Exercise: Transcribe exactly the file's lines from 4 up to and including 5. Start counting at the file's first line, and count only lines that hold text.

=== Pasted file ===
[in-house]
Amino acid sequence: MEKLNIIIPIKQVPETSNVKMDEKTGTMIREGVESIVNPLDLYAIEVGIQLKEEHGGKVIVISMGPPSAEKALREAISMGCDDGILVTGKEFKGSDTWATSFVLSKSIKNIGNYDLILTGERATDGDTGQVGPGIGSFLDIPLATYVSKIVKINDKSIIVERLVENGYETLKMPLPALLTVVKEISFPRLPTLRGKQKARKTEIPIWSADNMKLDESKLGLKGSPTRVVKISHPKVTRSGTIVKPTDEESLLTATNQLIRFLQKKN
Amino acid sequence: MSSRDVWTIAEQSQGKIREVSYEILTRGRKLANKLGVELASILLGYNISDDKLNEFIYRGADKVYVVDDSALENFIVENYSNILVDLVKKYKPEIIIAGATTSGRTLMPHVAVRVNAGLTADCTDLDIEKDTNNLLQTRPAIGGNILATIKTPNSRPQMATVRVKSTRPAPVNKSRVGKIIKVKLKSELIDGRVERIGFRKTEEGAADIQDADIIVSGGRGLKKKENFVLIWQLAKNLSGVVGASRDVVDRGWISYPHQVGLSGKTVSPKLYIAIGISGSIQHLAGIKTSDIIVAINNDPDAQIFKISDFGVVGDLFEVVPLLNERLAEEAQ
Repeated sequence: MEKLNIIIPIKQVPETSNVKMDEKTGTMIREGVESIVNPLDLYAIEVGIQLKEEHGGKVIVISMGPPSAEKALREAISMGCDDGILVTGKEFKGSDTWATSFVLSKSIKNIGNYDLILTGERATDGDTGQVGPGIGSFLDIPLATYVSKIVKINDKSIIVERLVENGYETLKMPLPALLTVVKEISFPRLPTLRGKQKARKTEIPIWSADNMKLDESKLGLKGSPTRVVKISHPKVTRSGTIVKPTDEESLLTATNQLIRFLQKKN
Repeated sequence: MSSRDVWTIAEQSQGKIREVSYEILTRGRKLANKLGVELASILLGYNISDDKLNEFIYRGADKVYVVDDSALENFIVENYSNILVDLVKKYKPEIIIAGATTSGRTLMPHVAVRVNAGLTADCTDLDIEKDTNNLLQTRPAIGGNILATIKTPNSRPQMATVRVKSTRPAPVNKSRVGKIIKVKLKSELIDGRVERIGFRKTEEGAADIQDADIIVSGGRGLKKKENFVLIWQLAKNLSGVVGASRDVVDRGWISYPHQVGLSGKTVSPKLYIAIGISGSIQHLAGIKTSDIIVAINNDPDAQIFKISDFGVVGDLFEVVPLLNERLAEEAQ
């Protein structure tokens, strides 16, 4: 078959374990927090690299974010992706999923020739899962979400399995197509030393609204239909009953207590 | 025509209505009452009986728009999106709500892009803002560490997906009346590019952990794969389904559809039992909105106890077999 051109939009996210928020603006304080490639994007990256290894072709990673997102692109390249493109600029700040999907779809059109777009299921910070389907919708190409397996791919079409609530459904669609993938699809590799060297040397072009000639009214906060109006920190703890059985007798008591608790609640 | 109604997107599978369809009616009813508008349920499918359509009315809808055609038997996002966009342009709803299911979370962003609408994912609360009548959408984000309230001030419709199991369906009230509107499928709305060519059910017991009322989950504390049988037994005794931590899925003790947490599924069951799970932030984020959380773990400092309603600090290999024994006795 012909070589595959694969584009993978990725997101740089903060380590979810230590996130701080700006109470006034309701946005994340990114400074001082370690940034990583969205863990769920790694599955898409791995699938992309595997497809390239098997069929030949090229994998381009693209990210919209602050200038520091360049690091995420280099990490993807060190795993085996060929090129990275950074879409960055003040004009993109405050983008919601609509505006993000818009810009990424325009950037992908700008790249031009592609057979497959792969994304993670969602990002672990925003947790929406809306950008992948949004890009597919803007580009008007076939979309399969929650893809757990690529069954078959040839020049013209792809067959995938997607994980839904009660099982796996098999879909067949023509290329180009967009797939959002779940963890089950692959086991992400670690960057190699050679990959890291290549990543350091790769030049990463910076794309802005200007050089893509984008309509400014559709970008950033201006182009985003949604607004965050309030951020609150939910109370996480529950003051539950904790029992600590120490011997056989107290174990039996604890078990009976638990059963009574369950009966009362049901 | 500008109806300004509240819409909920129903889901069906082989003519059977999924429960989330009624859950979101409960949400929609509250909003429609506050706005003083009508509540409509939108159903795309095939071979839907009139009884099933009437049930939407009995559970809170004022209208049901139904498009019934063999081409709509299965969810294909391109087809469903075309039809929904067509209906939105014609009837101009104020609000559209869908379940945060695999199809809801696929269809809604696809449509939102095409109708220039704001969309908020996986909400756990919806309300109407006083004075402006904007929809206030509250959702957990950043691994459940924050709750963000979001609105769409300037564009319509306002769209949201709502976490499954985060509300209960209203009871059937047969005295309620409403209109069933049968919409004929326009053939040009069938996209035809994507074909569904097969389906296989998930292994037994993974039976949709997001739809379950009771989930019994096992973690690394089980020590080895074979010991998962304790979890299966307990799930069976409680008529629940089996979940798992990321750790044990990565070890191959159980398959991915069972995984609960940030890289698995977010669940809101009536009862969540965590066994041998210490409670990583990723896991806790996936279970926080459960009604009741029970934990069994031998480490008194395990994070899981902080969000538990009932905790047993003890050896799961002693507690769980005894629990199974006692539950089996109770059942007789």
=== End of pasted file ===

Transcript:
Repeated sequence: MEKLNIIIPIKQVPETSNVKMDEKTGTMIREGVESIVNPLDLYAIEVGIQLKEEHGGKVIVISMGPPSAEKALREAISMGCDDGILVTGKEFKGSDTWATSFVLSKSIKNIGNYDLILTGERATDGDTGQVGPGIGSFLDIPLATYVSKIVKINDKSIIVERLVENGYETLKMPLPALLTVVKEISFPRLPTLRGKQKARKTEIPIWSADNMKLDESKLGLKGSPTRVVKISHPKVTRSGTIVKPTDEESLLTATNQLIRFLQKKN
Repeated sequence: MSSRDVWTIAEQSQGKIREVSYEILTRGRKLANKLGVELASILLGYNISDDKLNEFIYRGADKVYVVDDSALENFIVENYSNILVDLVKKYKPEIIIAGATTSGRTLMPHVAVRVNAGLTADCTDLDIEKDTNNLLQTRPAIGGNILATIKTPNSRPQMATVRVKSTRPAPVNKSRVGKIIKVKLKSELIDGRVERIGFRKTEEGAADIQDADIIVSGGRGLKKKENFVLIWQLAKNLSGVVGASRDVVDRGWISYPHQVGLSGKTVSPKLYIAIGISGSIQHLAGIKTSDIIVAINNDPDAQIFKISDFGVVGDLFEVVPLLNERLAEEAQ